In the weeds

She has an elephantine  memory.

She remembers everything, especially painful stuff.

She can describe every frustration, disappointment and betrayal that wounded her in the last twenty years.

She can (and does) recite conversations — especially hurtful ones — from a decade ago.

Listening to her I sometimes feel like we’re crawling together through an endless field of weeds.

The technical term for this is perseveration: the tendency of certain memories to persist even when they’ve stopped being relevant.

Bad habit, perseverating.

Because where you put your attention is what grows.

Keep your attention on painful memories, and you fill your life with pain.

Keep your attention on stuff you cannot change (like the past), and you fill your mind with helplessness.

Sometime you need to find a way to stand up and see beyond the weed field.

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8 responses to “In the weeds

  • Shankar

    Sir, when a client is reciting the painful past, should I fully listen or cut her short before explaining the idea of shifting the attention from past to overcome the pain.
    What is catharsis?

    • Steve Hauptman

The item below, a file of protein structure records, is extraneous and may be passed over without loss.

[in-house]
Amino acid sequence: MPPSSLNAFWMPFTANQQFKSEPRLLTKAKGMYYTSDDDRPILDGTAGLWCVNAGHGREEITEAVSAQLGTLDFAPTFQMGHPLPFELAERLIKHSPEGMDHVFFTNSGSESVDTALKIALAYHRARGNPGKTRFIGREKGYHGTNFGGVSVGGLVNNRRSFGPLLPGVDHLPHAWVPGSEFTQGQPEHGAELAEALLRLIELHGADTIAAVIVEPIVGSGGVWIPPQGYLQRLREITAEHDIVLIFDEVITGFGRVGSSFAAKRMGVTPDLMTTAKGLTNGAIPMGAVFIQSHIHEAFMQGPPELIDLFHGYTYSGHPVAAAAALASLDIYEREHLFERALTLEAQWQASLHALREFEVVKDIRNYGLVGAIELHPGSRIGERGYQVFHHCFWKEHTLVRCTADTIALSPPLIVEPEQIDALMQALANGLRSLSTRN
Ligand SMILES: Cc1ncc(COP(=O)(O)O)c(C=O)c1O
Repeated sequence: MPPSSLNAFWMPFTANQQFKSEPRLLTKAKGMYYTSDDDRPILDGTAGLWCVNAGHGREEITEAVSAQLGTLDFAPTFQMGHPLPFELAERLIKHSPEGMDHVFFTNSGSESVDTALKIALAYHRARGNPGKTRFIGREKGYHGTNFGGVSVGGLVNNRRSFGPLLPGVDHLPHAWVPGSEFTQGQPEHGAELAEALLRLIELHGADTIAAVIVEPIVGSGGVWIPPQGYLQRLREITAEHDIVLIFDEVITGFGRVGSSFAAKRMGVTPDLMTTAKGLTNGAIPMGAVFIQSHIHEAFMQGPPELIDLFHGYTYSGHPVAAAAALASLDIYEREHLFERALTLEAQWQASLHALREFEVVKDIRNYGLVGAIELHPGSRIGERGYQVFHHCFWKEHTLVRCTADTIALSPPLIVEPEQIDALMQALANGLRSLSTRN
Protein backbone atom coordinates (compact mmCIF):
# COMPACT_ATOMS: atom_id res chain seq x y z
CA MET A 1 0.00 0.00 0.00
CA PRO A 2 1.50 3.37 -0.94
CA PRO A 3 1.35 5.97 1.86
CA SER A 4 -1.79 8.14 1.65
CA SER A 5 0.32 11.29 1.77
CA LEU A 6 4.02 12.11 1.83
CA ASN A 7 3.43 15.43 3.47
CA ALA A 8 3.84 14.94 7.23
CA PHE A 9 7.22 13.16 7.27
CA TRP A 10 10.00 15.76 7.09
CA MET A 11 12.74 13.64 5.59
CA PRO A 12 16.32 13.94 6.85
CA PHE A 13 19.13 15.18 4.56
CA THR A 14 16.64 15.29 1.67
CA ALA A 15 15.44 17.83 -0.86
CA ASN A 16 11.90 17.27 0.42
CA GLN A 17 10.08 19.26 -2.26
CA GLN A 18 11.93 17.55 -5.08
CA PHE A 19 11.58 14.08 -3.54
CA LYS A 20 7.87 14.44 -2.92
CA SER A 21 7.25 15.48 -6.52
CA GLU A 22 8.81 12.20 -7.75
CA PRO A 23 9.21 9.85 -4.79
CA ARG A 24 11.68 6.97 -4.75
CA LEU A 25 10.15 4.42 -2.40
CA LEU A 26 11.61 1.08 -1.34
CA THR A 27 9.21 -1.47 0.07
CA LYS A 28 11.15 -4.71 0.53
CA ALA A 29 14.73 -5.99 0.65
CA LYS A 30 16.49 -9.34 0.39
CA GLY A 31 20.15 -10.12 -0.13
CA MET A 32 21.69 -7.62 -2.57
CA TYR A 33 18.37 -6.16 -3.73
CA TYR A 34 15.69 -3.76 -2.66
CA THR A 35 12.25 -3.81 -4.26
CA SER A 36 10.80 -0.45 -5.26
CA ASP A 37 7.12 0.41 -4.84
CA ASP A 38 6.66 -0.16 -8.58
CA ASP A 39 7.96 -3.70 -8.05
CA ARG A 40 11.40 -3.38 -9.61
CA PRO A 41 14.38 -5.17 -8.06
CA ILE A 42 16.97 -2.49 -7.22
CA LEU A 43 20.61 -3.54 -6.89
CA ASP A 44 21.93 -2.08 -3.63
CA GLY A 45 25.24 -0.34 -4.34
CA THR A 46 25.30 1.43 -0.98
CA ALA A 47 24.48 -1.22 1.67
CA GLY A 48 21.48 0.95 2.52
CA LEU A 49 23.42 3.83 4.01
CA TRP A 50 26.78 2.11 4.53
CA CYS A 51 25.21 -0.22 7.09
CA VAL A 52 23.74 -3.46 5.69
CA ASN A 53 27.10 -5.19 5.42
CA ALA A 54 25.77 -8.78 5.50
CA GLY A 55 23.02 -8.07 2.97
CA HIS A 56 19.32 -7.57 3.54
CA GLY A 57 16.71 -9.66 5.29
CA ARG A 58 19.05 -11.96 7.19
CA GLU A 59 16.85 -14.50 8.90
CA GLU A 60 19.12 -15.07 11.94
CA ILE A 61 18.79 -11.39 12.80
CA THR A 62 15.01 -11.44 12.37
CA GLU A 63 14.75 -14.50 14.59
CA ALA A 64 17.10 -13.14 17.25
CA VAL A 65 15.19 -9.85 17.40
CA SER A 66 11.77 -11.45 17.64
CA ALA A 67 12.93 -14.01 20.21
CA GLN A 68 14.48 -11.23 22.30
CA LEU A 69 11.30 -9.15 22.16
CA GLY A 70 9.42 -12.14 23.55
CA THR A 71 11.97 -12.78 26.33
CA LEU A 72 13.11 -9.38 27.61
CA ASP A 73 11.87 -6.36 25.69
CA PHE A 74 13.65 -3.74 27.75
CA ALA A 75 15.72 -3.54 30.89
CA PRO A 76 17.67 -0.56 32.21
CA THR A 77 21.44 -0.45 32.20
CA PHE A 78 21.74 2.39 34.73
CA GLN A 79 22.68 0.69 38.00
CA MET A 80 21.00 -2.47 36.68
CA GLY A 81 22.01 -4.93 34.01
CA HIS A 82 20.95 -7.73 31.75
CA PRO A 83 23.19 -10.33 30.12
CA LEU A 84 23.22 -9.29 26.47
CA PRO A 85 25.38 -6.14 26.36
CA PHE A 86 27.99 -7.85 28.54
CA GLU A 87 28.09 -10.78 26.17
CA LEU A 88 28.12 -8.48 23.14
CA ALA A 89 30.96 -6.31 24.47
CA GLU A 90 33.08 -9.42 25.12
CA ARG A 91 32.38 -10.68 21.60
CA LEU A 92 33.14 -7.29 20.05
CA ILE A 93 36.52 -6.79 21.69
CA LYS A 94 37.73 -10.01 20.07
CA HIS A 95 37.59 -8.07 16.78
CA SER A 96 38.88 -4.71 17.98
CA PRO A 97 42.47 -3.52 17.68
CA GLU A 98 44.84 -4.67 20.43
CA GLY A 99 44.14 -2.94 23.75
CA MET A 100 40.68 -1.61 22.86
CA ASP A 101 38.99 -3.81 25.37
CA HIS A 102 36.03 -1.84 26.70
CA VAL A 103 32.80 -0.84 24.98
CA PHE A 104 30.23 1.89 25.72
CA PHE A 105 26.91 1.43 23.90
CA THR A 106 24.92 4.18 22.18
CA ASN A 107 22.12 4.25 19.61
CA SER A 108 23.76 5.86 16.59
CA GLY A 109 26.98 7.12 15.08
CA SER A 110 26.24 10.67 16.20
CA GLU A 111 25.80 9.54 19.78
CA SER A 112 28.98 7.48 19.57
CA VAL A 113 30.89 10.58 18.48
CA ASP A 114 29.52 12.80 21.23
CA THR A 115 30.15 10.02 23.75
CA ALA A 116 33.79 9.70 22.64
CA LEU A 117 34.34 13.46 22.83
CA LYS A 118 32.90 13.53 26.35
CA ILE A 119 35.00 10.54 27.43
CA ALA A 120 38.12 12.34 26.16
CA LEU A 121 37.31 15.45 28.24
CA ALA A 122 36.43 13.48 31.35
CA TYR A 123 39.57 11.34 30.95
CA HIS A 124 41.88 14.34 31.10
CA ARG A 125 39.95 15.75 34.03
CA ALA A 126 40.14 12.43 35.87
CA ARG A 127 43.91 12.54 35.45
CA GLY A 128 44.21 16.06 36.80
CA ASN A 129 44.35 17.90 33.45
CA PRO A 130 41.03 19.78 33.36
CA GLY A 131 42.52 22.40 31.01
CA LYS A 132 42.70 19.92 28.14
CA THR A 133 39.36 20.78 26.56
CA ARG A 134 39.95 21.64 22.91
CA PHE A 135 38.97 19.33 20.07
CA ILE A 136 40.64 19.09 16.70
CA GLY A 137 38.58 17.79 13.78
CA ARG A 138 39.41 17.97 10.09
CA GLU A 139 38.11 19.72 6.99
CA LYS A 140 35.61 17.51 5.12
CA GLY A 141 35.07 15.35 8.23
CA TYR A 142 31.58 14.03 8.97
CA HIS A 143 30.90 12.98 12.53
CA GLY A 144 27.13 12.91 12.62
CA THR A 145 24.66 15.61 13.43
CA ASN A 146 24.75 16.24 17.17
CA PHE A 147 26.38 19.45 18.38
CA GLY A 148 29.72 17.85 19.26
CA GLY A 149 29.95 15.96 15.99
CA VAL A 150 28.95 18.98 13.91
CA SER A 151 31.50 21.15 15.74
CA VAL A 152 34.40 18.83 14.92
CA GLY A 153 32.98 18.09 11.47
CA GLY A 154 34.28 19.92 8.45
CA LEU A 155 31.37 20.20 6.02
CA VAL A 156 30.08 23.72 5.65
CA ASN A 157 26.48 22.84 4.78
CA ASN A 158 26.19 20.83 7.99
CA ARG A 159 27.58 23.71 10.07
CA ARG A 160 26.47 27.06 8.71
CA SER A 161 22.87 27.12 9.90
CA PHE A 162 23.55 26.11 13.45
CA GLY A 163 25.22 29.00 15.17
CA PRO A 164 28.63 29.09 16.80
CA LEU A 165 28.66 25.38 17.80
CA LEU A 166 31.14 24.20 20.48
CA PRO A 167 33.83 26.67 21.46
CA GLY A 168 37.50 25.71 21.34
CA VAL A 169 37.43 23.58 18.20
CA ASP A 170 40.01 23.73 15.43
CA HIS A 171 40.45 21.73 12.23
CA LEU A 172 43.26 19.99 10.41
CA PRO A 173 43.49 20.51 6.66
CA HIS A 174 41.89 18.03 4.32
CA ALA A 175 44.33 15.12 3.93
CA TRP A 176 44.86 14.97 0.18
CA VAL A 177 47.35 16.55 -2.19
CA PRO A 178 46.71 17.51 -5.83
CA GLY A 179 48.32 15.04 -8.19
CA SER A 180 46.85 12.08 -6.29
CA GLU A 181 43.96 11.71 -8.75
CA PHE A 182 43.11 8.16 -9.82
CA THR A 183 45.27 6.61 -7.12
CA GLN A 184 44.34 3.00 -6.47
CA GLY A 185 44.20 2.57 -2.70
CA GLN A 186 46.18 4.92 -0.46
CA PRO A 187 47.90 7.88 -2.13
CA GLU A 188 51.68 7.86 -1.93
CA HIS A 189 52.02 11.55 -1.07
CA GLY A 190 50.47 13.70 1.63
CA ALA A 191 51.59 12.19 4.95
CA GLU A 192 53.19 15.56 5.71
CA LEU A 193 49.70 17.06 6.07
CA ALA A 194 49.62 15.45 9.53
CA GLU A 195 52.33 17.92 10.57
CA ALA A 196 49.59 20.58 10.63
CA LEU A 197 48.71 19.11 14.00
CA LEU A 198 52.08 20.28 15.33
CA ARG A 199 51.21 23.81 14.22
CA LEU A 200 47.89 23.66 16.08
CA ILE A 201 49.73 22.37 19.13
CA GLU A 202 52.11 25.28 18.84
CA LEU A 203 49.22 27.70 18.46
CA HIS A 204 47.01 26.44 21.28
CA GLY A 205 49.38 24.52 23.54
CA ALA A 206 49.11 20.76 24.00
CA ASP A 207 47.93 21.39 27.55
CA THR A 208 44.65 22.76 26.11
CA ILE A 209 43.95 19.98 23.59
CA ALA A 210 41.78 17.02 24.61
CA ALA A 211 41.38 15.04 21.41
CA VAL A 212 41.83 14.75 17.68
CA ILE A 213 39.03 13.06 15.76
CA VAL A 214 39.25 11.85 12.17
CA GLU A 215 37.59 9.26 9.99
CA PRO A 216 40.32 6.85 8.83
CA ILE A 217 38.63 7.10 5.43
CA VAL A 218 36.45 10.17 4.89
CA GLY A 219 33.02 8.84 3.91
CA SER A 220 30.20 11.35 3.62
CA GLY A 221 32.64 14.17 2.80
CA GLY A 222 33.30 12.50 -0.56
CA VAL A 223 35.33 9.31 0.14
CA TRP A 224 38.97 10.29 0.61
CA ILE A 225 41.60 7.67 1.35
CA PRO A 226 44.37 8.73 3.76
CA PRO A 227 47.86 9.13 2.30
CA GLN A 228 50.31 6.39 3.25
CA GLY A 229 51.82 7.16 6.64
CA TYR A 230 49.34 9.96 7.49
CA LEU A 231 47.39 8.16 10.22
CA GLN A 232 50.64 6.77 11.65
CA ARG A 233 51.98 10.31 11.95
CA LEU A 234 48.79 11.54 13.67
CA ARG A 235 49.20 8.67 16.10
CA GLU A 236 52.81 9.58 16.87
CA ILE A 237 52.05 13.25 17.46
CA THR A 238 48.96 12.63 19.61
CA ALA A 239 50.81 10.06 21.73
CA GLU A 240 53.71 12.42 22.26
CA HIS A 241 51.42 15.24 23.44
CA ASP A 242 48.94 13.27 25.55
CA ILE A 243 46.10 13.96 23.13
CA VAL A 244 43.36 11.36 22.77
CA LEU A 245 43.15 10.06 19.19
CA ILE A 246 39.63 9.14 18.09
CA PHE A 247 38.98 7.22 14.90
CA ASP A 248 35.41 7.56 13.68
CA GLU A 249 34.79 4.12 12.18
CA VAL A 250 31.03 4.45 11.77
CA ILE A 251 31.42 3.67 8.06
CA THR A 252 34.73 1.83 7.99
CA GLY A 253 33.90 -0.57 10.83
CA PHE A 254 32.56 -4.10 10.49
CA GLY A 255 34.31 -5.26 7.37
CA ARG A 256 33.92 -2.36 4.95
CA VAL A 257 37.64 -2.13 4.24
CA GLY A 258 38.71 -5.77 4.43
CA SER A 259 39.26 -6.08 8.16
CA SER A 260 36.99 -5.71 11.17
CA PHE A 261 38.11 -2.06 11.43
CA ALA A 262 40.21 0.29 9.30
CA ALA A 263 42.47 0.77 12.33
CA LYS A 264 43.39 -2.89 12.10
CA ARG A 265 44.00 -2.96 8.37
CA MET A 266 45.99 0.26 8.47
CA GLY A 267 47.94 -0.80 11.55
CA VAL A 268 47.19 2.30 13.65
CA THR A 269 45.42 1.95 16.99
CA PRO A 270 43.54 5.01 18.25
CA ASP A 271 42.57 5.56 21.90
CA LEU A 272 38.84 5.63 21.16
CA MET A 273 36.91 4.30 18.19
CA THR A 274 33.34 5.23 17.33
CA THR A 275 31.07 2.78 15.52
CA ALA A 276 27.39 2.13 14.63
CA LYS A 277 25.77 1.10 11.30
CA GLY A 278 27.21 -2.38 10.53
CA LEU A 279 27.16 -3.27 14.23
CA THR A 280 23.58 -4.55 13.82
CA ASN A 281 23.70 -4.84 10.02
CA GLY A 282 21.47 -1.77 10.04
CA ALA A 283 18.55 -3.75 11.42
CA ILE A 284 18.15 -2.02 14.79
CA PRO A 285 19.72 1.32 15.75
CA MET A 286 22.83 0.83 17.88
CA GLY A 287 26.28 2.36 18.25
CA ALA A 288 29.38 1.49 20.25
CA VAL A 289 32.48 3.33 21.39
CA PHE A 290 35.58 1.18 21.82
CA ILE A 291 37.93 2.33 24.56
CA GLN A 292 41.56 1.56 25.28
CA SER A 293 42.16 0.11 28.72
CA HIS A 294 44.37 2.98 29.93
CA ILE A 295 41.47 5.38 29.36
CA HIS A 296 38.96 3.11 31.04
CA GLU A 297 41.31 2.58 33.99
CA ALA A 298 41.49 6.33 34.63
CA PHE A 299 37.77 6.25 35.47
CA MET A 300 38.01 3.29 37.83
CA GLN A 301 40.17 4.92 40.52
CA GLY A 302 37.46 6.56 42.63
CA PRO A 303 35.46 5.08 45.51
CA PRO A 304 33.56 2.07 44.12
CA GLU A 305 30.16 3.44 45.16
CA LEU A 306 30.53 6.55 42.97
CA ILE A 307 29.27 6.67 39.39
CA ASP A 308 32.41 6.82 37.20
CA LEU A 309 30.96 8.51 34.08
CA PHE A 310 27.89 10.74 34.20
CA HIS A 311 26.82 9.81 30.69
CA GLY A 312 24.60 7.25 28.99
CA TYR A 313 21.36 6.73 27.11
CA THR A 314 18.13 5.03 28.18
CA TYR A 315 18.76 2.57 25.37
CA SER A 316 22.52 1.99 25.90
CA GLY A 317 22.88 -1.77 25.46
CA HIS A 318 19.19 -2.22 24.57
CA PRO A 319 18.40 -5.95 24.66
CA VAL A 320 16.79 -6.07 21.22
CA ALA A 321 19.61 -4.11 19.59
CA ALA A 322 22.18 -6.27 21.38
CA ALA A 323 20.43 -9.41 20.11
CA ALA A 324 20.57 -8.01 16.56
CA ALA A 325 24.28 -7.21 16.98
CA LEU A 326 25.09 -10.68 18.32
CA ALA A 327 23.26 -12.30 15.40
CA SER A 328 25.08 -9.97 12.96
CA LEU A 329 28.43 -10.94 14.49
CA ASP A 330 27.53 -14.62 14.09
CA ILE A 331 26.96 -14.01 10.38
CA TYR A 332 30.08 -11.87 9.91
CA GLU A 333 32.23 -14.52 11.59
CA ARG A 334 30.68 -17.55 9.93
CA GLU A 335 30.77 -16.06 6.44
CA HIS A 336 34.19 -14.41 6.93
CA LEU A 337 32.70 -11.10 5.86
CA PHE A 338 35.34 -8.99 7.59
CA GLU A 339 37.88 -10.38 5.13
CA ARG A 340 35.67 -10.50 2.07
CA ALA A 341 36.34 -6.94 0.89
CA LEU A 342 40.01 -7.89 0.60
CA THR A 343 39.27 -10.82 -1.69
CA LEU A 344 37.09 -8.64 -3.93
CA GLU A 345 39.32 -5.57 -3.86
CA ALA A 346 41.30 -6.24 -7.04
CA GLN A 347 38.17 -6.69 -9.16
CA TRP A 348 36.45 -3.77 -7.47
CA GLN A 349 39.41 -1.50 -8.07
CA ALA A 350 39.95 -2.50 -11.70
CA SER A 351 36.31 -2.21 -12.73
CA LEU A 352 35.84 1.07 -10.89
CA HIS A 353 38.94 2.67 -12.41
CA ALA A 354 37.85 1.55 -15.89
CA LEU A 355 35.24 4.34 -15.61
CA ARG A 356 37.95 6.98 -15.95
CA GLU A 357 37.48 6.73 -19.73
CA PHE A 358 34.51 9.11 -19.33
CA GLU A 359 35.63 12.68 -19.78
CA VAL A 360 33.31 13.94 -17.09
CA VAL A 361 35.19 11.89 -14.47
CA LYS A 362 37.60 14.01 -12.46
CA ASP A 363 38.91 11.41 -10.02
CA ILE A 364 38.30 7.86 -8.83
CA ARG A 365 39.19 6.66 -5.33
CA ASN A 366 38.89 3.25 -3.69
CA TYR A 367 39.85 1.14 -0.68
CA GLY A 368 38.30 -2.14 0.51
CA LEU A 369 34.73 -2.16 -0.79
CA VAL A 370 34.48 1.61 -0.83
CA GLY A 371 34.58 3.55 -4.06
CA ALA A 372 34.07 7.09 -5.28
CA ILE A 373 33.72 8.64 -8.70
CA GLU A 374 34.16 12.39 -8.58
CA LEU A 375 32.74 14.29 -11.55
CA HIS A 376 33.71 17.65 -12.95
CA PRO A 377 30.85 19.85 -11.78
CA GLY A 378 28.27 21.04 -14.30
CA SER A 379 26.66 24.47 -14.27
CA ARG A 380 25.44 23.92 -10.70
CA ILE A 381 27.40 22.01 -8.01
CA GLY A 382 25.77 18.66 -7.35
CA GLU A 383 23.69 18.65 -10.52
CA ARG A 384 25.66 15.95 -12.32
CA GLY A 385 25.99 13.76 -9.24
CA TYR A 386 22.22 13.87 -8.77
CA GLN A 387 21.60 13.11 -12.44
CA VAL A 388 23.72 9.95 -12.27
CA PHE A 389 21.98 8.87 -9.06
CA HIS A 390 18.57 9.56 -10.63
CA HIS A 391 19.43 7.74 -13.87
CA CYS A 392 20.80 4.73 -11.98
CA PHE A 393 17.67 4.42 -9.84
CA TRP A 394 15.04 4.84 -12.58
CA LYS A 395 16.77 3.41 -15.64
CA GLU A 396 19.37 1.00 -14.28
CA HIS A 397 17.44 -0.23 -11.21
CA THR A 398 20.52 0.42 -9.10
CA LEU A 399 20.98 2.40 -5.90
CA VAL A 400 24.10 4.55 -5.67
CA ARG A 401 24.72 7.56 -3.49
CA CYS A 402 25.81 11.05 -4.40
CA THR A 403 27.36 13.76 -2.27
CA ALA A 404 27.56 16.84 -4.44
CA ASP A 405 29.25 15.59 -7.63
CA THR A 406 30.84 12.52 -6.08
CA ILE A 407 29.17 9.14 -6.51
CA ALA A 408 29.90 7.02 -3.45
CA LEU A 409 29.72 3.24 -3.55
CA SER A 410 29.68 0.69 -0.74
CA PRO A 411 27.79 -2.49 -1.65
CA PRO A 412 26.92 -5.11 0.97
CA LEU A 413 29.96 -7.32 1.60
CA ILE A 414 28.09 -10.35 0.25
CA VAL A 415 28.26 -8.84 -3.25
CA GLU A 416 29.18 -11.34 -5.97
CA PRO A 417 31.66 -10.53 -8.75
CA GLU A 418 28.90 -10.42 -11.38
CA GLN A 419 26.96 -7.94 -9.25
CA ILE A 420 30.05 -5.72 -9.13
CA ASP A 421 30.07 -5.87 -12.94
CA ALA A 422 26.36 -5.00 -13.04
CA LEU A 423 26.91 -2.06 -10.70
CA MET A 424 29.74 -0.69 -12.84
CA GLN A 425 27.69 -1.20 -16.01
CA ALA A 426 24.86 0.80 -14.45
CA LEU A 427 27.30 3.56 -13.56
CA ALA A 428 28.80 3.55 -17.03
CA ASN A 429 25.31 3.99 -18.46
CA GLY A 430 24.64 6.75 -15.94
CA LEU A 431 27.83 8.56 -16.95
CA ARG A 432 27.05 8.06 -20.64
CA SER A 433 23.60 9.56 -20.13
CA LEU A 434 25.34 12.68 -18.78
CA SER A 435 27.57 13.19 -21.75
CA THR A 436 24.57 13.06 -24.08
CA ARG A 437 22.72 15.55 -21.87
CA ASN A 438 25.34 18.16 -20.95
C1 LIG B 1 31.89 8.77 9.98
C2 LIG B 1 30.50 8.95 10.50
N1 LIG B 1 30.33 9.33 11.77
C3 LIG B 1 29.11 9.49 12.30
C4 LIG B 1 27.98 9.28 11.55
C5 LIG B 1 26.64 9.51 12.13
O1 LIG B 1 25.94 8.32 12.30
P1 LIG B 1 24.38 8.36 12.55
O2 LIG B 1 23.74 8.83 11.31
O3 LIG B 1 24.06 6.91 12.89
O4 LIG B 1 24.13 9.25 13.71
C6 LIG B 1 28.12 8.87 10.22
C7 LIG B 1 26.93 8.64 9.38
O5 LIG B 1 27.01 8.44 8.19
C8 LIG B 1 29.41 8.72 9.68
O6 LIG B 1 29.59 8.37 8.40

Catharsis is the process of discharging painful emotions — fear, anger, grief — by expressing them. Exploring painful memories can be an effective (even essential) way of achieving that. So at the start of a therapy I usually spend plenty of time encouraging clients to do so.

      The sort of perseveration this post describes is something else again. It’s the behavior of someone who’s (a) not getting any real relief from reviewing the past, and often (b) doing it to avoid any other kind of work in therapy — changing their own perceptions or behavior, for example.

      I’d never cut someone off who was engaged in healthy cathartic discharge. But I try not to enable clients who’d rather review their painful histories over and over and over.

  • d00fus

    I’ve noticed that I want to wallow (about my imploded marriage) when I have a difficult writing project at work (lawyer). I have found that writing is my monkey-trap–I have been a “good writer” since I was in school. How do I get less anxious and get work done, and go out to play?

    • Steve Hauptman

      Please clarify: By “wallow” you mean obsess or perseverate? And how is writing your monkeytrap — because you get insecure and perfectionistic?

    • Steve Hauptman

      Sounds like you’re anxious. (Obsessing and perfectionism are both symptoms of anxiety.) Which suggests you may not have processed all your feelings about the marriage. That’s understandable, since it ended not long ago and major losses like that take some time to sort through. If we were working together I’d be asking you to explore your thoughts and feelings about it on a regular basis, and looking for signs that you may be stuck in the grieving process.

  • d00fus

    Thank you–that was helpful. I don’t think I have “processed” all my feelings. But I wonder if that is possible–is there an end? So many feelings, so little time 🙂 To be fair, I suppose I’ve always been a perfectionist given to brooding. The failed marriage only adds to that 🙂

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